The Review: Jess Franco is definitely one of the most interesting directors to have appeared in the last century, in every sense of the word. Starting in the early 1960s, and to my knowledge still making movies, Franco has turned out a very large body of work. Among other things, Franco is known for his very low budgets, his having at least dipped his hand into every traditionally low-budget genre and sub-genre, his fetishistic little touches (such as the cabaret acts that are frequently included in his films), and his penchant for sleaze. That brings us to our current review.
Faceless is a homage/remake/rip-off/take your pick of the 1959 French move Eyes Without a Face. Now, the latter is widely and justly recognized as a subtle, haunting and artistic (in a good way) little movie. The former, on the other hand, is a Franco flick and therefore exploitation, pure and simple. That doesn’t mean, however, that Faceless is not worthwhile. If you’re into exploitation films, Faceless is definitely well worth a look.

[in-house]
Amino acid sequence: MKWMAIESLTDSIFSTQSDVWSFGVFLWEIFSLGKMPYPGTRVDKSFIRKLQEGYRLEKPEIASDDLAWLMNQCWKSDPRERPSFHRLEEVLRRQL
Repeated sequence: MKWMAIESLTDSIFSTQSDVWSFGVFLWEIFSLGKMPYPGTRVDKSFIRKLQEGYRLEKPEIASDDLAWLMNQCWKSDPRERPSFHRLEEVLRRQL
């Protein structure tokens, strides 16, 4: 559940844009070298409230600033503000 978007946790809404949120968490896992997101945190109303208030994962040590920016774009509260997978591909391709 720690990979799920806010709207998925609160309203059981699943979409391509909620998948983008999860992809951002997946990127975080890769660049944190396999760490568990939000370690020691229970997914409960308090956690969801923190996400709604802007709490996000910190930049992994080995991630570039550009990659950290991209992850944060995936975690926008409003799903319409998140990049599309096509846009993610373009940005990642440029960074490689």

In regards to basic structure and script, Faceless works out well. The story is well written and well blocked. It flows more or less believably from its major points until the ending. The ending, admittedly, is rather ambiguous; frustratingly so for some people. However, I, personally, don’t have any problems with it.
The cast is great, particularly the villains. Of course, the standout for me is the extremely talented Brigitte Lahaie. In fact, the fact that she starred in it was my main motivation for seeing Faceless in the first place. As I’ve said before in other reviews, Lahaie is an extremely talented actress. She is particularly good as a villain.